Wednesday, October 07, 2009

Party Over Poe’s Passing

Nine months ago we celebrated the 200th anniversary of Edgar Allan Poe’s birth in Boston, Massachusetts. Today marks 160 years since that author’s mysterious demise in Baltimore, Maryland.

In commemoration (and perhaps also to firm up Baltimore’s claim to Poe’s legacy, which has been disputed by Philadelphia in the recent past), the city has scheduled a series of appropriately eerie events honoring the great man’s passing. Today, from noon to 11 p.m., the public is invited to an open-casket viewing of “Poe’s body” at the Baltimore Poe House and Museum. At midnight begins an all-night vigil at downtown’s Westminster Hall and Burying Ground, where the author’s grave can be found. (A photograph of yours truly and January Magazine editor Linda L. Richards at the gravesite, taken during last year’s Bouchercon in Baltimore, is available here.) And this coming Sunday, October 11, beginning at approximately 11:30 a.m., a funeral procession will transport “Poe’s casket” through the city streets from the museum to the burial ground. “There,” reports The Baltimore Sun, “actor John Astin will serve as host for a memorial service featuring eulogies from a host of Poe fans.” While no big deal was made of Poe’s interment 160 years ago, this time multitudinous well-wishers -- including performers dressed as Arthur Conan Doyle, H.P. Lovecraft, and Alfred Hitchcock--will be on hand to usher Poe off to the Great Beyond. Tickets for this event go for $35 in advance and $40 at the door; seating is limited.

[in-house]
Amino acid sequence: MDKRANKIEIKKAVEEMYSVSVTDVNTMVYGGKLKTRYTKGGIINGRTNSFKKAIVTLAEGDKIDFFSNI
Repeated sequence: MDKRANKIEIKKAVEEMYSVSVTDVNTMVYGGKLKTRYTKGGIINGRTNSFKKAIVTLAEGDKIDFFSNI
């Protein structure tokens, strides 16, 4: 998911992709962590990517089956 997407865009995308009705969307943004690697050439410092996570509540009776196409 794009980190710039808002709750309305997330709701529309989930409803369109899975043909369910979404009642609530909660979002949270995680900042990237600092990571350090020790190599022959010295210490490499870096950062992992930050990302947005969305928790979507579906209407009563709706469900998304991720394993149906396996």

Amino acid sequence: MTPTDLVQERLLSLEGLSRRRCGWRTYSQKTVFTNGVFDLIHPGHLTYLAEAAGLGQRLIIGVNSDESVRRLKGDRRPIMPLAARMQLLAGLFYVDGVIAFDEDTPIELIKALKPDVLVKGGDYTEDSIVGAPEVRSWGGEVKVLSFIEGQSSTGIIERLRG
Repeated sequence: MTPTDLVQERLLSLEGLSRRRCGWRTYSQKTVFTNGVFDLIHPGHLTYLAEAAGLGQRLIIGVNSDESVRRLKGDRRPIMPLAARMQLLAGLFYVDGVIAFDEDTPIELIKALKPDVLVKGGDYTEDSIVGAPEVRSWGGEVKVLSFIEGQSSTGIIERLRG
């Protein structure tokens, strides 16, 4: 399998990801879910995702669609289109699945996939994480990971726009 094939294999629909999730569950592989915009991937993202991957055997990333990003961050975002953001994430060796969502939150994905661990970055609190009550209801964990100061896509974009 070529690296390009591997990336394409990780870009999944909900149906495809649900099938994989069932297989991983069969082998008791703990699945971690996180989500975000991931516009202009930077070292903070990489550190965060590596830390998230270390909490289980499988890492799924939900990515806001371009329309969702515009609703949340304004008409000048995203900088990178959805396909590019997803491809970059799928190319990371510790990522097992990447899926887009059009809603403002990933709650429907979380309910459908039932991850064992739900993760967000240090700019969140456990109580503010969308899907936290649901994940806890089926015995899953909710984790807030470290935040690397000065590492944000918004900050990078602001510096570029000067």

On top of all this, the Baltimore Museum of Art has mounted a presentation titled “Edgar Allan Poe: A Baltimore Icon.” Explains the museum’s Web site: “This dramatic exhibition brings together 80 prints, drawings, and illustrated books drawn largely from the BMA’s distinguished collection. These rarely shown works of art explore the enduring legacy of Poe’s uniquely dark fiction through the themes of Love & Loss, Fear & Terror, and Madness & Obsession. See how ‘The Raven,’ ‘The Black Cat,’ ‘The Tell-tale Heart,’ ‘The Pit and the Pendulum,’ and other Poe classics inspired some of the greatest artists of the 19th and 20th centuries.”

For a complete listing of Baltimore’s Poe-related events, click here.


Post a Comment

<< Home